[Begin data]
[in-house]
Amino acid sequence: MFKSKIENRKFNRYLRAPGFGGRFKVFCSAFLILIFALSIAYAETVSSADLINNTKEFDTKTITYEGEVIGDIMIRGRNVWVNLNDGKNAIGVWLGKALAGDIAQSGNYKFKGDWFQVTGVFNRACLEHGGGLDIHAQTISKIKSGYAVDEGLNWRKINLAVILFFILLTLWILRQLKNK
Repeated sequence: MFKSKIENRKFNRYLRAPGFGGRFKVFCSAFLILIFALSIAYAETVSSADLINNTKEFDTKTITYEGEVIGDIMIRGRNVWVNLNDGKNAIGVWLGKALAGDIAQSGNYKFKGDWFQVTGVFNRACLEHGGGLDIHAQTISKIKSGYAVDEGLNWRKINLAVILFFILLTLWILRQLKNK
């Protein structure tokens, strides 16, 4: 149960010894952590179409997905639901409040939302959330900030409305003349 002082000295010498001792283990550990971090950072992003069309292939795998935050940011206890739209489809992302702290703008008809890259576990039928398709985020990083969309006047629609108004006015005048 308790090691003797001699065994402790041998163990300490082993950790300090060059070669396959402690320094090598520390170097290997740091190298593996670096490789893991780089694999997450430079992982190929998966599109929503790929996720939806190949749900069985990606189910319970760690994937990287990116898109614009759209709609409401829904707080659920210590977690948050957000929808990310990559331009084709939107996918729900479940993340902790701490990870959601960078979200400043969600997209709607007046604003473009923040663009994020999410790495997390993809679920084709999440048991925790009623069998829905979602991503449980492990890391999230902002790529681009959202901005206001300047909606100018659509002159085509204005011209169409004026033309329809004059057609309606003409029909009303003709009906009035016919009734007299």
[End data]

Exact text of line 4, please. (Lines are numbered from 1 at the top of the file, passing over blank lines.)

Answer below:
């Protein structure tokens, strides 16, 4: 149960010894952590179409997905639901409040939302959330900030409305003349 002082000295010498001792283990550990971090950072992003069309292939795998935050940011206890739209489809992302702290703008008809890259576990039928398709985020990083969309006047629609108004006015005048 308790090691003797001699065994402790041998163990300490082993950790300090060059070669396959402690320094090598520390170097290997740091190298593996670096490789893991780089694999997450430079992982190929998966599109929503790929996720939806190949749900069985990606189910319970760690994937990287990116898109614009759209709609409401829904707080659920210590977690948050957000929808990310990559331009084709939107996918729900479940993340902790701490990870959601960078979200400043969600997209709607007046604003473009923040663009994020999410790495997390993809679920084709999440048991925790009623069998829905979602991503449980492990890391999230902002790529681009959202901005206001300047909606100018659509002159085509204005011209169409004026033309329809004059057609309606003409029909009303003709009906009035016919009734007299």